24 January, 2008

Money flows 'round the globe; where it stops, no one knows

Investors are finding out what factory workers learned long ago: Globalization isn't always their friend.

That's evident when people pay so much attention to plunging stock markets in places such as Frankfurt and Shanghai, and when the Dow Jones Industrial Average drops "only" 128 points, as it did Tuesday, after being down 465 early in the day after the foreign sell-off.

In the long run, free trade and international investment can promote wealth, create middle classes and foster democracy. Nonetheless, it's hard to look at today's international economy and markets and not wonder whether something's seriously amiss.

investors send vast amounts of money around the world, placing bets on things they might not fully understand — the turbocharged U.S. housing credit market, complex derivatives and frothy emerging markets, to name a few. This unfettered flow of capital has outstripped governments' ability to discourage foolhardy speculation, or even to provide a decent amount of transparency on what is being invested where.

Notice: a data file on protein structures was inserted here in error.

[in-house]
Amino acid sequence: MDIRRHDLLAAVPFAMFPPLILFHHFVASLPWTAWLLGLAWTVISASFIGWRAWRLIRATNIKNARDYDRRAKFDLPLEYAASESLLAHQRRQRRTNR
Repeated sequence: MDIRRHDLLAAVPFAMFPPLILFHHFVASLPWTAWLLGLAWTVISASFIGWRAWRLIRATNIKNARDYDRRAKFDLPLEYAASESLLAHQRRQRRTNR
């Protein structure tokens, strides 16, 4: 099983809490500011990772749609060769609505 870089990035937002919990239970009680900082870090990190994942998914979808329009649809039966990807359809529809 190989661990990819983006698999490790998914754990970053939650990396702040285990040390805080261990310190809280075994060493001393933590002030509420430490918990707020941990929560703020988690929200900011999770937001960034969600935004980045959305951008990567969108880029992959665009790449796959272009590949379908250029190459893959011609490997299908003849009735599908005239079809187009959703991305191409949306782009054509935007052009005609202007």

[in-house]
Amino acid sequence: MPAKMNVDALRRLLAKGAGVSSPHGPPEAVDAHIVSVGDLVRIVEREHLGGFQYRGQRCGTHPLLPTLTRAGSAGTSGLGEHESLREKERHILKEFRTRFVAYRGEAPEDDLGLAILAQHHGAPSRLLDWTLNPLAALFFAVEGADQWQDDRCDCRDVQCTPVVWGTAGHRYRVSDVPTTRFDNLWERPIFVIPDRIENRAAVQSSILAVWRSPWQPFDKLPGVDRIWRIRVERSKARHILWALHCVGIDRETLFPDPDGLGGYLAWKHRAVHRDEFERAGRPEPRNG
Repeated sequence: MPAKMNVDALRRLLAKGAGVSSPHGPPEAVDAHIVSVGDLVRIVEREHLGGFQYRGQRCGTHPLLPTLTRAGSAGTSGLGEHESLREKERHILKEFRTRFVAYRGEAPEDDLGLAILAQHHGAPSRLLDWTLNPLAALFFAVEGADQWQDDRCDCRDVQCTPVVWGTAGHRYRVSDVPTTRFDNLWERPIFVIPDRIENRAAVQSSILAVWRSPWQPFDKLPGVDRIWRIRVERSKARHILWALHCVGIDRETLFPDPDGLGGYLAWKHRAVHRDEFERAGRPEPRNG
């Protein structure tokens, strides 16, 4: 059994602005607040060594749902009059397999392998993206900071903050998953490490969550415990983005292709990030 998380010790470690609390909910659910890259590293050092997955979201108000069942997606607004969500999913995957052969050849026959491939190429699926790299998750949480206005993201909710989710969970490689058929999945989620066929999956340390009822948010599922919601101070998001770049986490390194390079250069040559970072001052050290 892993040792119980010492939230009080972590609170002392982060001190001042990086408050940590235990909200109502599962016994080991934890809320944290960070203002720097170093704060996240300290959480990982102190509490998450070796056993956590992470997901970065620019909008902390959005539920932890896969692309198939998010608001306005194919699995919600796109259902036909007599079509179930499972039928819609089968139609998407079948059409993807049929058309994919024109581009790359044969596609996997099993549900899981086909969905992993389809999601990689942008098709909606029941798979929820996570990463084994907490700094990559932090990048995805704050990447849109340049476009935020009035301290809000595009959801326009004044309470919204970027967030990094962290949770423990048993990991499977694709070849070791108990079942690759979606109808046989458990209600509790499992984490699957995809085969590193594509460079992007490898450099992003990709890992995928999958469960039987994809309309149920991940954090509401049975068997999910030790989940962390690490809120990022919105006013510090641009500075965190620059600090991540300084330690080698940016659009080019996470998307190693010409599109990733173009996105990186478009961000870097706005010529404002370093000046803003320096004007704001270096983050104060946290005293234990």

In recent months, the Federal Reserve has taken a more interventionist approach, enacting emergency interest rate cuts, such as Tuesday's three-quarters of a point reduction, and adopting new rules on lending.

That's a good start. But in a world in which banks can have billions of dollars of potential losses hidden in "structured investment vehicles" and other esoteric securities, these actions seem minimal. In many developing-world markets, it's even harder for investors to know what they are getting into.

Millions of U.S. investors have been learning a lesson about these risks. They've been pouring money — 401(k) and otherwise — into international stocks and mutual funds in search of higher returns and greater diversification. But the relentless downdraft in markets virtually everywhere demonstrates just how undiversified the world has become.

The U.S. housing slump is dragging down European banks that invested in dubious mortgage-backed securities peddled by Wall Street. Asian economies, which had supposedly been maturing and becoming less dependent on the United States, have been sent into a panic over the thought that a recession might be imminent here. And markets everywhere rebounded when the Fed announced the latest rate cut.

For all the talk about growth in the developing world being "decoupled" from the United States, it's the global economy, stupid. And everyone's in this mess together.

(From USA today)



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